“Over the past six years, C40 Summits have brought together mayors of the world’s largest cities to share information on their respective experiences in dealing with climate change. This is our fourth Summit, the first to be hosted in the Southern Hemisphere, and my first as Chair of the C40.
For the first time in history, cities are home to more than half of the world’s population, and together account for more than 80% of the world’s greenhouse gas emissions. The Summit in São Paulo will provide us with an excellent opportunity to explore and exchange new ideas and initiatives, and to discuss new partnerships among mayors and governors that can address climate change and promote sustainability. ”
The race is on.
London’s former mayor Nicky Gavron tipped everyone’s hand with a pointed comment about the geographical location of the world’s financial centers:
“Big cities need to raise the game because they’re so responsible for such a high proportion of greenhouse gas [GHG] emissions and they’re very vulnerable to [climate change],” Gavron told Environmental Finance. Around 60% of global GHGs come from cities. “Every single financial centre is at sea level.”
“In New York’s latest attempt to promote the purchase of locally grown food, Mayor Michael R. Bloomberg signed into law on Wednesday a bill urging city agencies to buy more often from the state’s farms and processing facilities.
Among the law’s provisions, the Mayor’s Office of Contracts Services will publish an annual report on its Web site outlining the amount and type of locally grown food each city agency has procured. The law also calls for vendors to provide the Department of Citywide Administration with information regarding the origin of their food…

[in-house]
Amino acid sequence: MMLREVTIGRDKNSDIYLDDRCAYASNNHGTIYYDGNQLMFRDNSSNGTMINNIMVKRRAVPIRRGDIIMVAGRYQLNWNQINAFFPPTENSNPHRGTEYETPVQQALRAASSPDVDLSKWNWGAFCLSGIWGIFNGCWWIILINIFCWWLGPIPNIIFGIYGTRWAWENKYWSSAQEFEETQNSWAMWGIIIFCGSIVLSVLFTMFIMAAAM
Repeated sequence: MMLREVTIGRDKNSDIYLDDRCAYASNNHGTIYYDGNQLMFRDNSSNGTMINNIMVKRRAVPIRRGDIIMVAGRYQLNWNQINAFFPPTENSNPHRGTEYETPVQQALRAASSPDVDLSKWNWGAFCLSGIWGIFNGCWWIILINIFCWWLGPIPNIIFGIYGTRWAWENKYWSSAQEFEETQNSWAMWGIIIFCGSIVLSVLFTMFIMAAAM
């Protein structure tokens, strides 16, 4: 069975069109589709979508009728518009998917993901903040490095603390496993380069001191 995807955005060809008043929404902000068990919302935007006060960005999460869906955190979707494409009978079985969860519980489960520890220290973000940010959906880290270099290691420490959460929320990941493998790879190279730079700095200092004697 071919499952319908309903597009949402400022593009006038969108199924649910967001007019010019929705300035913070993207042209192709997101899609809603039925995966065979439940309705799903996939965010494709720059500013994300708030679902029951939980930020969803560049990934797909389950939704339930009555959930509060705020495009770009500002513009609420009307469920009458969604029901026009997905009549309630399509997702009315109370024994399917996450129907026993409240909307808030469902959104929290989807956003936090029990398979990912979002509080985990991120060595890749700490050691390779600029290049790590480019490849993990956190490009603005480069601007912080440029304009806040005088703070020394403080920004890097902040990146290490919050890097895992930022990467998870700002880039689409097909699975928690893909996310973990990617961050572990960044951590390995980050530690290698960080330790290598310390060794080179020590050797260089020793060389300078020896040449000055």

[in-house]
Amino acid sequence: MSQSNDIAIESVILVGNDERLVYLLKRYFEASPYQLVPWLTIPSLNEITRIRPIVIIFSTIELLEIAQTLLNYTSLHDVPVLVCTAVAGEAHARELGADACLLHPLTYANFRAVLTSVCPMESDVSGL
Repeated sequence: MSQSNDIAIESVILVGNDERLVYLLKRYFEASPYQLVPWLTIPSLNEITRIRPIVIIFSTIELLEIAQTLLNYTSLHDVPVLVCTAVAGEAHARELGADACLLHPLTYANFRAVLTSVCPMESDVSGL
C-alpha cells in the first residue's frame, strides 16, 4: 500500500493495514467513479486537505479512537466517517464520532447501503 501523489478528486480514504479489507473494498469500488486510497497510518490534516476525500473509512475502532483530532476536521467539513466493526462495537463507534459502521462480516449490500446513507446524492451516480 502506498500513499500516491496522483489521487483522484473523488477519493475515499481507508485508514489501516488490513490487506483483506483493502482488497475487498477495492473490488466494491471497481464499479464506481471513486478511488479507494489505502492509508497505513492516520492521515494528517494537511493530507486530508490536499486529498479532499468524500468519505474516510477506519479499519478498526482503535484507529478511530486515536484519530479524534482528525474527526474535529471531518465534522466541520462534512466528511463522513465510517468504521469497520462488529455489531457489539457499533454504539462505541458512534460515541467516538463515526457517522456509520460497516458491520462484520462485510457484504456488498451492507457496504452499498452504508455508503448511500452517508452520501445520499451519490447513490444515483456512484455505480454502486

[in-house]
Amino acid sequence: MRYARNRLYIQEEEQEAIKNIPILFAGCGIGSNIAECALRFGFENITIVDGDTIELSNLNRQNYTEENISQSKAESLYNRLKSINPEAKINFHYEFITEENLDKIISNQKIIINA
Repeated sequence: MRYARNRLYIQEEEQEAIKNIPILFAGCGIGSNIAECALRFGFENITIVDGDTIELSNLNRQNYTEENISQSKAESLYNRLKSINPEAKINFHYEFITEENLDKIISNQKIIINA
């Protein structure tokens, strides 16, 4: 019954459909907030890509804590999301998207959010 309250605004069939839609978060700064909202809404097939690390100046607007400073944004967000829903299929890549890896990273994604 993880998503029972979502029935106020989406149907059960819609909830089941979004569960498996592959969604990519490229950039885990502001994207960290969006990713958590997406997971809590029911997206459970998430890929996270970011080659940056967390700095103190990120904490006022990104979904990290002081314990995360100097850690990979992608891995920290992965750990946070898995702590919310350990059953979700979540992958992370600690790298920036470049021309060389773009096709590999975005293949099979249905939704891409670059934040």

Marcel Van Ooyen, executive director of GrowNYC, said connecting regional farmers to such a vast network of buyers could have a substantial impact.
“The city has an immense purchasing power,” he said. “From our perspective, it’s great.”
The mayor also signed a bill to exempt rooftop greenhouses from being counted toward buildings’ height and floor area measurements. The greenhouses will join structures like roof tanks, air-conditioning equipment and chimneys as apparatus that are not factored into buildings’ official totals, easing limitations on the construction of such structures.
In a statement, Christine C. Quinn, the City Council speaker, noted the progress of urban farming.
“Even in a city as highly developed as New York, urban farms are growing at an astounding rate,” Ms. Quinn said. “This legislation aligns itself with this trend, making it easier for New Yorkers to grow their own food.”
Mr. Bloomberg also signed three other measures, including one that will require the Department of Citywide Administration to maintain a searchable database of all city-owned and city-leased property. One goal, the mayor said, is to gather information regarding whether properties might be suitable for urban agriculture.”
I’m tempted to just say Alleluia. It’s about time.
The Context and Implications of American International Group vs. Bank of America by Leland Lehrman
Like Godzilla and King Kong in the Japanese movies, the lawsuit between AIG and Bank of America appears set in a kind of apocalyptic timeframe with cliffhanger debt ceiling negotiations happening during record heat waves, climate disruption and collapsing stock markets. Top corporate leaders, socially close and invested in the same system, nevertheless fight over the bones of a resource constrained “economy.”
The Phoenix, “penciled” in by the Economist for 2018 is slated to rise from the ashes of other currencies. Following the crash of 1987, the anonymous editors in London wrote
“Thirty years from now, Americans, Japanese, Europeans, and people in many other rich countries, and some relatively poor ones will probably be paying for their shopping with the same currency. Prices will be quoted not in dollars, yen or D-marks but in, let’s say, the phoenix. The phoenix will be favoured by companies and shoppers because it will be more convenient than today’s national currencies, which by then will seem a quaint cause of much